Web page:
During rehearsal we adopt an approach of total honesty, and we must unanimously agree on something for it to become part of the show. This inevitably results in a lot of arguing and discussion, but the constant challenging of each other’s ideas always leads us to find the best solution.

Does the show fit with your usual productions?

Our imperative is always to provoke the audience to think about the story. We dislike the idea of the audience leaving the play and, even if they enjoyed it, immediately forgetting the elements of character we were trying to evoke. Therefore, in this show like in our past show, we put a heavy emphasis on ambiguity. 

We work out the entire ins and outs of the story during the rehearsal period but only reveal a small part of it, so that the audience has to apply their own interpretation to what happens in order to make sense of it, while still being able to witness fully fleshed out characters. This is a defining characteristic of the type of shows we like to do, and one which I hope will be present in all our productions. 

What do you hope that the audience will experience?

We try not to anticipate the audience reaction too much, but we hope that they will be fully engaged throughout the piece, and that the ending will lead them to think back on everything they saw to search for clues as to how the characters end up where they do. 

Even if they end up rejecting the ideas we bring to the table, that would still be a result of an engagement with the ideas which is what we ultimately strive for.

What strategies did you consider towards shaping this audience experience?

We relish in dancing the line between comedy and tragedy, much to the discomfort of the audience. One of the techniques we love using is constantly keeping the dialogue on a comedic slant as the context of the scenes slowly moves from pure comedy to exasperating tragedy, and almost tricking the audience into laughing at something they know they shouldn't have.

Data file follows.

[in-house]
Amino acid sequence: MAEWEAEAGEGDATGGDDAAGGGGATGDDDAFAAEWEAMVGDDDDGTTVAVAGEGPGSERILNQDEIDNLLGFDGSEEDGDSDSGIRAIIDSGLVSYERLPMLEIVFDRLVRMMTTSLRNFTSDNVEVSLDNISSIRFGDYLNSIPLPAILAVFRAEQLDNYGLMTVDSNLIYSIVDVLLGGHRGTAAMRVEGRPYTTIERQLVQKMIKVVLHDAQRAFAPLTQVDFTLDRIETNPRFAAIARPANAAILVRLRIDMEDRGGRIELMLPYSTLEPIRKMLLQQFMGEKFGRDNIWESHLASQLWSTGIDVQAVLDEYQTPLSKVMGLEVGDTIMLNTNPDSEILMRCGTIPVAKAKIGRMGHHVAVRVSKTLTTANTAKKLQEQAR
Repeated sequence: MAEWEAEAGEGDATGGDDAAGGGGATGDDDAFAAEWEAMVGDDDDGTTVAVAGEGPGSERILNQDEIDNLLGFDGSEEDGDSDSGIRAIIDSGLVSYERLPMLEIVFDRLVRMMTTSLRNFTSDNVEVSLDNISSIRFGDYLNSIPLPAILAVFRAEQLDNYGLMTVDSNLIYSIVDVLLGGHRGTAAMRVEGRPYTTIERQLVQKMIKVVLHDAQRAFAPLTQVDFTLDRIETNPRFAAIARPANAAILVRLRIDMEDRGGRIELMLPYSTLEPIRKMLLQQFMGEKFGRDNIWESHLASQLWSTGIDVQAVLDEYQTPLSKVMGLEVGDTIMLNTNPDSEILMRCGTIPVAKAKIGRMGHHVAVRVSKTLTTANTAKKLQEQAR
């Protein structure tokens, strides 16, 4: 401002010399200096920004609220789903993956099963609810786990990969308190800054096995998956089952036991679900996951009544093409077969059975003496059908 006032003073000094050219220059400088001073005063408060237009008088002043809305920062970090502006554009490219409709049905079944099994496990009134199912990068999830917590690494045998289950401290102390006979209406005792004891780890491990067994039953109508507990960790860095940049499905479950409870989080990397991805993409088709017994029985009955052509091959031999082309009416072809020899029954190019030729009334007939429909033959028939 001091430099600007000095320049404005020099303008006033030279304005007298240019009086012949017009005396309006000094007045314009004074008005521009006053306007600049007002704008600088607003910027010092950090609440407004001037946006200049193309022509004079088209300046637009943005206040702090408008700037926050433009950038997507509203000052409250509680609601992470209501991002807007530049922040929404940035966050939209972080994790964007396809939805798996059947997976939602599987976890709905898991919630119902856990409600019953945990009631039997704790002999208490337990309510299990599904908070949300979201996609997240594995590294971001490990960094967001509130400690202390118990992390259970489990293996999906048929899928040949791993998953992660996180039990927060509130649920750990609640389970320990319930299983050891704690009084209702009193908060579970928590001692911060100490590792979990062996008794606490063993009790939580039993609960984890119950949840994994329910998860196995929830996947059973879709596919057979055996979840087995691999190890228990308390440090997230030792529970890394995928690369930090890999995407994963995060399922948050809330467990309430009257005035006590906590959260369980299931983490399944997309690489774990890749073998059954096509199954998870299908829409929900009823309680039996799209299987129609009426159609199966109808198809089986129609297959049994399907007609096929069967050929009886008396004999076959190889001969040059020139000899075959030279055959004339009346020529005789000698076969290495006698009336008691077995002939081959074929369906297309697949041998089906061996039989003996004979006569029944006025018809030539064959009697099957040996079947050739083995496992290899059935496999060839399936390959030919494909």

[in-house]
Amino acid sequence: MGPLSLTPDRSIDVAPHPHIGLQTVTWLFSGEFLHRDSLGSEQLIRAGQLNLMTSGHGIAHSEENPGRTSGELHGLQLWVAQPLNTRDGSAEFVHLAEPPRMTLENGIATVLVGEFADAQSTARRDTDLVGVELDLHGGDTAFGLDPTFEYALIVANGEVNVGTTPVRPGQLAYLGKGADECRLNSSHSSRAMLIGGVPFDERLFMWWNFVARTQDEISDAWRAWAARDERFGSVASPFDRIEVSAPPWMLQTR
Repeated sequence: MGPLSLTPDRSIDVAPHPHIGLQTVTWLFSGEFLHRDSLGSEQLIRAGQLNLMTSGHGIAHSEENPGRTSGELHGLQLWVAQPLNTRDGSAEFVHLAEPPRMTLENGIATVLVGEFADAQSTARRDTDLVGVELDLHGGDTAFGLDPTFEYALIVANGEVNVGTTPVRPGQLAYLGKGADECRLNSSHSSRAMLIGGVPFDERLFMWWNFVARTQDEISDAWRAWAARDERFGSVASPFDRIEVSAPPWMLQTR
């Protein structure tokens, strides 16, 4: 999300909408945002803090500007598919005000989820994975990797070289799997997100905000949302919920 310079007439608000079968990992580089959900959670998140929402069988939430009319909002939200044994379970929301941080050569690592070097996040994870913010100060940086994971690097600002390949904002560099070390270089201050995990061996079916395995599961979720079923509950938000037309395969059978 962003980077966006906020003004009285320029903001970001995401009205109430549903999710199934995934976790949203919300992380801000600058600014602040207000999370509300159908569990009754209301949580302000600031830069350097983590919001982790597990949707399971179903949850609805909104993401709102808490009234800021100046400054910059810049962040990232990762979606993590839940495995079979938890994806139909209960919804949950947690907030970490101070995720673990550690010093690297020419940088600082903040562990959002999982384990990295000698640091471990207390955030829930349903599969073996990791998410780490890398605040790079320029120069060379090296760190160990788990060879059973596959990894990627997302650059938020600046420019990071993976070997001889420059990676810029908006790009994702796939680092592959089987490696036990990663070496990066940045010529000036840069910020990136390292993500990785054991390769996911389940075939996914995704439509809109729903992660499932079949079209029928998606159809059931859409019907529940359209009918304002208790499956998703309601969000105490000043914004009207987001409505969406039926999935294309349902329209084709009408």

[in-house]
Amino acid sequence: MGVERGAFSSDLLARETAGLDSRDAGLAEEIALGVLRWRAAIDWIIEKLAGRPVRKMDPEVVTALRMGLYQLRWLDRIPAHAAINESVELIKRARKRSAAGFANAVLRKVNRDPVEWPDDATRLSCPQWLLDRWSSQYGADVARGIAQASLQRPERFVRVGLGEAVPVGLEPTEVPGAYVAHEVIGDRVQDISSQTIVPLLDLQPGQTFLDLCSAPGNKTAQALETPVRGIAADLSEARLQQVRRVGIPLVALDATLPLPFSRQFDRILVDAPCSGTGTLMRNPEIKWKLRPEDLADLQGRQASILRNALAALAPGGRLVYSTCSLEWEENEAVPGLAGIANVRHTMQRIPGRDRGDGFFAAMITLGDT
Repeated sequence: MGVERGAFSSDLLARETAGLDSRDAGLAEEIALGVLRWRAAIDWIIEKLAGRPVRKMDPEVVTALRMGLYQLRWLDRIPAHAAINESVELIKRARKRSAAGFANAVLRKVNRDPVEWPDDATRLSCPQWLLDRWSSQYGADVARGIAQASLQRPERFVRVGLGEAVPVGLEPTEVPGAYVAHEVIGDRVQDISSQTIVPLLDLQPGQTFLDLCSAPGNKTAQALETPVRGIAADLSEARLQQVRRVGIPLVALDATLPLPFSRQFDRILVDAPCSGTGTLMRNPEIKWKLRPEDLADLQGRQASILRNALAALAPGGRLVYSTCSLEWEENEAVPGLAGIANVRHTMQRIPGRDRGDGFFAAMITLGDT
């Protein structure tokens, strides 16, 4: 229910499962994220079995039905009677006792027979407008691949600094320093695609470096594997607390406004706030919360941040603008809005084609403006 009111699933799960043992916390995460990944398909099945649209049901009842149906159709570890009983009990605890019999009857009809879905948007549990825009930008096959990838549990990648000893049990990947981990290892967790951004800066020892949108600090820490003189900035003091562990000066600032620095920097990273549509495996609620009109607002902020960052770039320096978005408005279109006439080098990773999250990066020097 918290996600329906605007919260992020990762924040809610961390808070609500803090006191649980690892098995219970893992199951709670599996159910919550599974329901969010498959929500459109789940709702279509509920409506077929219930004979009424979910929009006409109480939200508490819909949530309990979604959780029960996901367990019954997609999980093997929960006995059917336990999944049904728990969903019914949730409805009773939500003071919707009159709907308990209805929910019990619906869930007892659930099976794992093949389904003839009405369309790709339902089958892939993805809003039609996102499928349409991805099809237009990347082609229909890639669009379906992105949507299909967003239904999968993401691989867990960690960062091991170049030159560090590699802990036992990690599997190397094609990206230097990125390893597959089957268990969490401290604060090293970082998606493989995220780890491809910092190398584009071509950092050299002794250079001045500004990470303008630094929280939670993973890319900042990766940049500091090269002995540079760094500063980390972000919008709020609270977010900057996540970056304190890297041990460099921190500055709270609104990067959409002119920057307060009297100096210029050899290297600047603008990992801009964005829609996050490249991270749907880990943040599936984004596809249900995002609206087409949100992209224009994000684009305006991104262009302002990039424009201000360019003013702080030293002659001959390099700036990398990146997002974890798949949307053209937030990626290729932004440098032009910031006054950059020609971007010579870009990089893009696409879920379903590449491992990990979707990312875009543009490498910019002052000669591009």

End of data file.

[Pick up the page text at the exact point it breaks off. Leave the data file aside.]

This allows us to be in total emotional control of the theatre space and creates a continuous line throughout the play which the audience can confront the story and the characters against. We think this invites the audience to constantly look back on everything they’ve seen to search for causes for the change in dynamics, and this is where the key themes and ideas of the play come out, in engaging with the reasons for why the characters behave in the way they do.

Penned by UEA student Ned Caderni, who in 2016 was placed in the ‘somewhereto_’ Hall of Fame for his independent productions in Norwich. Notably, his production of Edward Albee’s Seascape was lauded by Concrete arts reviewer Jonny Walczak for “[unlocking] the beauty and melancholy of Albee’s play”.

Founded by Ned Caderni and childhood friend Alberto Lais, The Florence Theatre Company has self-funded following their near sell-out original show America, which played at The Chelsea Theatre in London in 2015 and The Norwich Puppet Theatre in 2016. Livewire 1350 reviewer Alec Mann hailed America as “one of the funniest plays I've seen”. The company aims to create bizarre yet thoughtful works which both engage and provoke the audience, always walking the line between comedy and tragedy.